|Roy gets in the way|
On the whole FB thinks this was a correct decision. Roy clearly knew what he was up to - he willingly chose his route reflecting coaching suggestions that batsmen should think about running in the line of the likely throw. So it seems a fair cop.
However FB waits with dread the inevitable attempts to replicate this adjudication in the lower league cricket that is his stamping ground. He can see it in his mind's eye - FB is dozing through his umpiring spell, the concentrated look on his face a dissembling disguise as he tries to remember whether ball 4 or 5 has just been bowled. The batsman plays a defensive shot and cover picks it up. 'How's that?' the fielders scream. FB looks querulously about him - has his focus on mental arithmetic caused him to miss something? The opposing skipper bounds up to FB - 'Obstructing the field......' ' Whatya mean, the batsman never moved.' 'Exactly - he wilfully obstructed my guy getting a run out..........HOW'S THAT?' Not for the first time, FB wonders whether a new law should be introduced preventing QCs from playing cricket.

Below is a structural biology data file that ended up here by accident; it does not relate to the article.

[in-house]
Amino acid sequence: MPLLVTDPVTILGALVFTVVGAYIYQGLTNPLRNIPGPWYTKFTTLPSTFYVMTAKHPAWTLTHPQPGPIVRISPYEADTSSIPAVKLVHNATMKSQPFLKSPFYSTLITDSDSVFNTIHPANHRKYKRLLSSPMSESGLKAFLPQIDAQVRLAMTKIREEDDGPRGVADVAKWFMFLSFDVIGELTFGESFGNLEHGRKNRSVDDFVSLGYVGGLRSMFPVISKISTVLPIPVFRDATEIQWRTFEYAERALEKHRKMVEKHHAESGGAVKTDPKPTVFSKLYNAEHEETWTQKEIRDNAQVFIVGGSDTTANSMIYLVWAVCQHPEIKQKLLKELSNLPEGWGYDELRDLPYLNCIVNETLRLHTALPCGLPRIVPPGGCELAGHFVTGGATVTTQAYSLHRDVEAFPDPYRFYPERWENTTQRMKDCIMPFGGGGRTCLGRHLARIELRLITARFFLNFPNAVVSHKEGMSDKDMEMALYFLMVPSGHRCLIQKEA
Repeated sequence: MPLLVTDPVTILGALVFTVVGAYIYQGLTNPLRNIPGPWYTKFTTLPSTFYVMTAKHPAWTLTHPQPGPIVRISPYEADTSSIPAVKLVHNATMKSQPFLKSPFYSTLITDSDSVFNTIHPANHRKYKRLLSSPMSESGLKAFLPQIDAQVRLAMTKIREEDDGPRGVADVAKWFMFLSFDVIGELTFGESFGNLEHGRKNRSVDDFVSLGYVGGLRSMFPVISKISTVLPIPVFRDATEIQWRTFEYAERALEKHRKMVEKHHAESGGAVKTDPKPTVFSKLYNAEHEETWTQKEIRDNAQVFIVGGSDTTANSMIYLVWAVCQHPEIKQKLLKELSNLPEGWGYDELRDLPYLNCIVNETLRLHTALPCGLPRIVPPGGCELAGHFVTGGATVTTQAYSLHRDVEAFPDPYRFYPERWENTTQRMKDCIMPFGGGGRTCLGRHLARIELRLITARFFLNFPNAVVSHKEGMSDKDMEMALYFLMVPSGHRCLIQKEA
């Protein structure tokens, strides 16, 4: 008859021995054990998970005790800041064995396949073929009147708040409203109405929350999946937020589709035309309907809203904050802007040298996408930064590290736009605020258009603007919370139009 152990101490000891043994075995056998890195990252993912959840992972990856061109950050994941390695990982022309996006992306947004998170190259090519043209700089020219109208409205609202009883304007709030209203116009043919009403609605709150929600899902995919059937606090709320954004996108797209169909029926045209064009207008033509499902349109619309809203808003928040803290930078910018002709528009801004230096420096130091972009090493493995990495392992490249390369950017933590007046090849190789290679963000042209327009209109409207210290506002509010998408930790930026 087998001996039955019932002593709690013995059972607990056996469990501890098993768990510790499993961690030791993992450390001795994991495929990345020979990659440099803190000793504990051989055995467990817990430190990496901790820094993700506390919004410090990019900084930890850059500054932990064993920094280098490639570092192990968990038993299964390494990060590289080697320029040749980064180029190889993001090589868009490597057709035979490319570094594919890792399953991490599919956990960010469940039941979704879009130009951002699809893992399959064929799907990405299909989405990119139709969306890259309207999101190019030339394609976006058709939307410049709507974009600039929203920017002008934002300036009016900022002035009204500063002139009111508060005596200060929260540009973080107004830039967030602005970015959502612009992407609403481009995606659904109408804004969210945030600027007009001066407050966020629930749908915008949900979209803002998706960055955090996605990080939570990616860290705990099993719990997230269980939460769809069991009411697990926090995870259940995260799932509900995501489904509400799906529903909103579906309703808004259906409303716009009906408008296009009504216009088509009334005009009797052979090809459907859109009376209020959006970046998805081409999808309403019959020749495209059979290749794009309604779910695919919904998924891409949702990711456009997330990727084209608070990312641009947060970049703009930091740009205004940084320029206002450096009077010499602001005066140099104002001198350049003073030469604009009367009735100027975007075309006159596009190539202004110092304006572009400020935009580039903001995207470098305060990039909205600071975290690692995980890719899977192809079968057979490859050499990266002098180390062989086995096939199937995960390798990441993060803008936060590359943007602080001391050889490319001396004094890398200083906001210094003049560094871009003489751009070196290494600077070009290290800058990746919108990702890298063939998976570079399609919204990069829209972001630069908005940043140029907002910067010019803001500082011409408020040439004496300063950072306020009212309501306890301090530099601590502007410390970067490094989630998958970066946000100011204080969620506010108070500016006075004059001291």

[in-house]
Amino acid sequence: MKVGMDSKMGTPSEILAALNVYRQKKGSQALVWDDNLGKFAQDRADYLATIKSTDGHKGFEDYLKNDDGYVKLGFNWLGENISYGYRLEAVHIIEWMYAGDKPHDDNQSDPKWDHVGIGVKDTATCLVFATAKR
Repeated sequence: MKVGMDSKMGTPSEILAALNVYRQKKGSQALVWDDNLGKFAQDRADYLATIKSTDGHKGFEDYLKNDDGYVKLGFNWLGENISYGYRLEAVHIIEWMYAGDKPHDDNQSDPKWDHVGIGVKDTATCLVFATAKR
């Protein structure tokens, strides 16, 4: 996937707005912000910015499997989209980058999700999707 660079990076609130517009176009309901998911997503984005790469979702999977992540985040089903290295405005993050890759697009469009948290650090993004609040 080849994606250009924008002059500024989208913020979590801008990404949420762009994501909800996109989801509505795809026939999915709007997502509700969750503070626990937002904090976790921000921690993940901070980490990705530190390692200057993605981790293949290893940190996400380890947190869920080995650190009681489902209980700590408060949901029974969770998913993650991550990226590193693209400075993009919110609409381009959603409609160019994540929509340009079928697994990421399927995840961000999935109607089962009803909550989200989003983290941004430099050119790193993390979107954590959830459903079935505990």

It is not only for this reason that obstruction is a touchy subject with FB. For he is perhaps the only fielder to have been appealed against by his own team for obstruction of the field. Long standing readers of these pages will realise that FB is usually an inanimate presence in the field. A statuesque navigation point around which the whirl of action can take his place. Occasionally however he will find he has to move to get out of the way of one of his junior team mates in breathless pursuit of the ball. With increasing frequency these days - he can find he is unable to move quickly enough to avoid his on-rushing junior team mate. A collision occurs and while the junior cartwheels through the air the ball safely rolls over the boundary. Dusting himself down the junior will tearfully maintain that a certain run out was on the way. He will scream out 'How's that - obstructing the field' The umpire will calmly respond 'Not out - he's on your own side son.' He is met with a glare that would turn a lesser man to stone, 'That's what you think.'